On the edge of Staten Island’s harbor district an energetic team will soon “ferry” roof-fresh produce from an historic building to those in need. The site: the Staten Island Ferry Terminal.
The Department of Transportation introduced a 13,000 square foot Sedum and perennial green roof atop the Ferry Terminal’s water filtration building during a 2005 building renovation for the purposes of managing stormwater and improving the scenery from an adjacent viewing deck. By 2013, though, the green roof’s dwindling maintenance budget had resulted in a defunct irrigation system and invasive species takeover by rapidly colonizing plants. What was once a sleek emerald veneer had become an unwieldy mess. Could this green roof be restored or re-purposed?
Enter Living Restoration, LLC, a Staten Island-based edible landscaping company determined to convert the green roof into a working farm. In April 2013 Project Director Adrian Wilton began the conversion by removing weeds and irrigation lines from a 1,200 square foot (0.03 acre) area with the help of countless volunteers. The team later installed agricultural growth media to bring the depleted media depth up to between seven and eight-inches and then planted rows of garlic.
In partnership with New York Cares (to mobilize volunteers) and Community Health Action of Staten Island (to distribute food to low income residents through food pantries) Wilton plans to convert additional acreage to bring 9,000 square feet (0.2-acres) into leafy green production and 2,400 square feet (0.06 acre) into ornamental perennial beds. “The roof is divided into plots by walkways; we’re using these plots to structure the farm” says Wilton, who predicts that hardy greens like kale and even cabbage will perform well on the roof. The roof-fresh produce will provide welcome ingredients for Port Richmond High School‘s culinary students, who plan to hold cooking classes at local food pantries to extend the farm’s outreach.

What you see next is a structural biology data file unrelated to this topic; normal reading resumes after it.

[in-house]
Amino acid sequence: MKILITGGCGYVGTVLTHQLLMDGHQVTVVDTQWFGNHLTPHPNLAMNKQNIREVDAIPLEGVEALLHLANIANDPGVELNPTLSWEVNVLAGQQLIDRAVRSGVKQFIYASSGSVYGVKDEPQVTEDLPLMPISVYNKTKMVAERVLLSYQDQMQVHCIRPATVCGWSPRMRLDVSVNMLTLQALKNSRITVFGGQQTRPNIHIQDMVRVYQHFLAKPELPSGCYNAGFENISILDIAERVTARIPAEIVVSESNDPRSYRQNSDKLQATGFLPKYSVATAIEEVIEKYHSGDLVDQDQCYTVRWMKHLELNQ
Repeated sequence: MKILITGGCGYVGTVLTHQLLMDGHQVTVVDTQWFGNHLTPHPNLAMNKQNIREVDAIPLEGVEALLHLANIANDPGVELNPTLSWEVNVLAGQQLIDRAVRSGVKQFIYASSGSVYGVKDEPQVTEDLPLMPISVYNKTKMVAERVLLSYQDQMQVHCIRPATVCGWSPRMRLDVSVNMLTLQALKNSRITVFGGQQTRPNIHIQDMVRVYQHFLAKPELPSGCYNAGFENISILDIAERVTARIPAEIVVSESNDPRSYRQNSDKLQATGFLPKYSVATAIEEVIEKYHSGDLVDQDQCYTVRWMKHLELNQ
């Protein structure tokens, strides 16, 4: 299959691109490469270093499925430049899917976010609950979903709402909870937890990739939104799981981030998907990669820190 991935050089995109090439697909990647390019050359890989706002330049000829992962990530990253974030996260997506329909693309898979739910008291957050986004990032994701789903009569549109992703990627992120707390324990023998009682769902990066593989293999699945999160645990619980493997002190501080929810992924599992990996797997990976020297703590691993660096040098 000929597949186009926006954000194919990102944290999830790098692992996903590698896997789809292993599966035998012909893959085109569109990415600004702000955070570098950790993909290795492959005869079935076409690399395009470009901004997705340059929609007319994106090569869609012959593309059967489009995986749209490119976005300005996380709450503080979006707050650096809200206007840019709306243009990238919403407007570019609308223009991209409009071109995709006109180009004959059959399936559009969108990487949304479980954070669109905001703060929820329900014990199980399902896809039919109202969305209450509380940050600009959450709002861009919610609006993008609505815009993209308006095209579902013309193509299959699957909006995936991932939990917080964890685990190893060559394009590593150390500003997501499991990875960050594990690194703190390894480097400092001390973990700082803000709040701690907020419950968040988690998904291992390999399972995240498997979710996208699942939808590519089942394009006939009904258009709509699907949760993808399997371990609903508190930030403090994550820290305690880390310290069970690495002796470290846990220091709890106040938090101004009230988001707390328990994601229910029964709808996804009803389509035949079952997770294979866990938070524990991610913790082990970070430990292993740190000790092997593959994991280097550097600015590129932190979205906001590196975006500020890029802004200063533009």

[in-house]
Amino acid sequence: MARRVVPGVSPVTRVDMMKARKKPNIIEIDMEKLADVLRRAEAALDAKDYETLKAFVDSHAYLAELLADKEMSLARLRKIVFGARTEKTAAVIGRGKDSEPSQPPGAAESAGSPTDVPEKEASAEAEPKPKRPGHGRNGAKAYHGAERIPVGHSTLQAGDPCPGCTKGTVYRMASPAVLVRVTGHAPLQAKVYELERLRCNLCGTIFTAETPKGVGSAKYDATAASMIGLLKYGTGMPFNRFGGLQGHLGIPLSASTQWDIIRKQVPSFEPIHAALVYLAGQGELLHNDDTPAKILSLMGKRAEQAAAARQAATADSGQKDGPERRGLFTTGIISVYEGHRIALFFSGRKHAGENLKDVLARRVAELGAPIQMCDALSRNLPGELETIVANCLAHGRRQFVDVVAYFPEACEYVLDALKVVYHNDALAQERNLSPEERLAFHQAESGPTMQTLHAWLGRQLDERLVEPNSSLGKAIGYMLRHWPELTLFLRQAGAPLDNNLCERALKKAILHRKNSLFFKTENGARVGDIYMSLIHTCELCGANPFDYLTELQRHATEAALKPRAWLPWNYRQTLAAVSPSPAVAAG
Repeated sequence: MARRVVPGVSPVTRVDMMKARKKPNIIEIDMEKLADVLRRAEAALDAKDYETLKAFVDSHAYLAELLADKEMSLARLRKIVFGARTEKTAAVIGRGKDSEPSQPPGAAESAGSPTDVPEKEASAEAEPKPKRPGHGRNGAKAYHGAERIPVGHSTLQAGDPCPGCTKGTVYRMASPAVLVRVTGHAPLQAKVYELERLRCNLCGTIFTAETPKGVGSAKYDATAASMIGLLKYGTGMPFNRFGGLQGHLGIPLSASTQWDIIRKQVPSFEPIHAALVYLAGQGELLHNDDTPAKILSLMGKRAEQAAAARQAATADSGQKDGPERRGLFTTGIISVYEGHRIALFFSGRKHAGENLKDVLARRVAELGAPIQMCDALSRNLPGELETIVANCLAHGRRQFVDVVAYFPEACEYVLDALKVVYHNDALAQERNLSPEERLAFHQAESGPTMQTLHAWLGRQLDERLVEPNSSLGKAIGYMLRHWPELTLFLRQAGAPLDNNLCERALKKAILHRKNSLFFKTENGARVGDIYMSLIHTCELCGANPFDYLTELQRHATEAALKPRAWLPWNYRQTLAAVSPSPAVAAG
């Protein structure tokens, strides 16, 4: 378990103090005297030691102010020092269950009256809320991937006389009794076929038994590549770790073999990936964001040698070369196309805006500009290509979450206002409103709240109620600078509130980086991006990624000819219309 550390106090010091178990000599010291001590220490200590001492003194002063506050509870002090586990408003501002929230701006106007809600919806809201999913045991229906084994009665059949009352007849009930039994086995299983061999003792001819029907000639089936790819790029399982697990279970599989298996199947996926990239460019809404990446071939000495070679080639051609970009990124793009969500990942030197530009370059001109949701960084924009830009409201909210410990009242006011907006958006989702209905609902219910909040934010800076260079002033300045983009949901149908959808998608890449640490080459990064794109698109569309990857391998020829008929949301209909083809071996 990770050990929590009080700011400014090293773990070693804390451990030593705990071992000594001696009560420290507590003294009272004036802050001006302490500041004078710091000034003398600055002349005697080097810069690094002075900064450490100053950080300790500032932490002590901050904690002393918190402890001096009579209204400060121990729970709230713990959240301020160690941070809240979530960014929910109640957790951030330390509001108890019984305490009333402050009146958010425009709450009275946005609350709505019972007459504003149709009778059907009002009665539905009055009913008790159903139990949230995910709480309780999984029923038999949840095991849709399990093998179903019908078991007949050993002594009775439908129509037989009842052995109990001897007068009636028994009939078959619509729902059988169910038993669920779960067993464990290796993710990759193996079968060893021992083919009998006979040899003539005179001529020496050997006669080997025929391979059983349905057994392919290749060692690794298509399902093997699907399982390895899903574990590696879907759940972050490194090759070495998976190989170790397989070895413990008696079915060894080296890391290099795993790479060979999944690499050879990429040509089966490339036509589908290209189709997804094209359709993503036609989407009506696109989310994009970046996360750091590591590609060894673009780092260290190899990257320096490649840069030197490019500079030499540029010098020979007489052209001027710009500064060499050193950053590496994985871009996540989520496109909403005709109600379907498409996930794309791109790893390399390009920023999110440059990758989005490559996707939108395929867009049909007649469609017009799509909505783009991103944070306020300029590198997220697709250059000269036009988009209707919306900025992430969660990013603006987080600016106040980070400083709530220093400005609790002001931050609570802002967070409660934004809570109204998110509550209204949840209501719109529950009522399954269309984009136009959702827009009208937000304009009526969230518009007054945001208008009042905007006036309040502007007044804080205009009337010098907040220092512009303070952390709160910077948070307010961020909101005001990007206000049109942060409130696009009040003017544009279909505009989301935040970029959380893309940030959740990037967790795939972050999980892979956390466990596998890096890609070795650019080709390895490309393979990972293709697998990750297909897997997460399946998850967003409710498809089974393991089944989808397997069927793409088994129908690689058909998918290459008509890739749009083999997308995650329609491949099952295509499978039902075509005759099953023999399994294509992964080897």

Skyline farms exist throughout other New York City boroughs, namely Brooklyn and Queens, but the Ferry Terminal rooftop farm is a first for Staten Island. “It’s a great way to educate everyone about uses for green roofs,” explains Wilton, who anticipates high visibility resulting from the neighborhood’s rapid development and high ferry user traffic.
With all eyes on the Ferry Terminal roof, we may just see a crop of new rooftop farms sprout up across Staten Island’s skyline.
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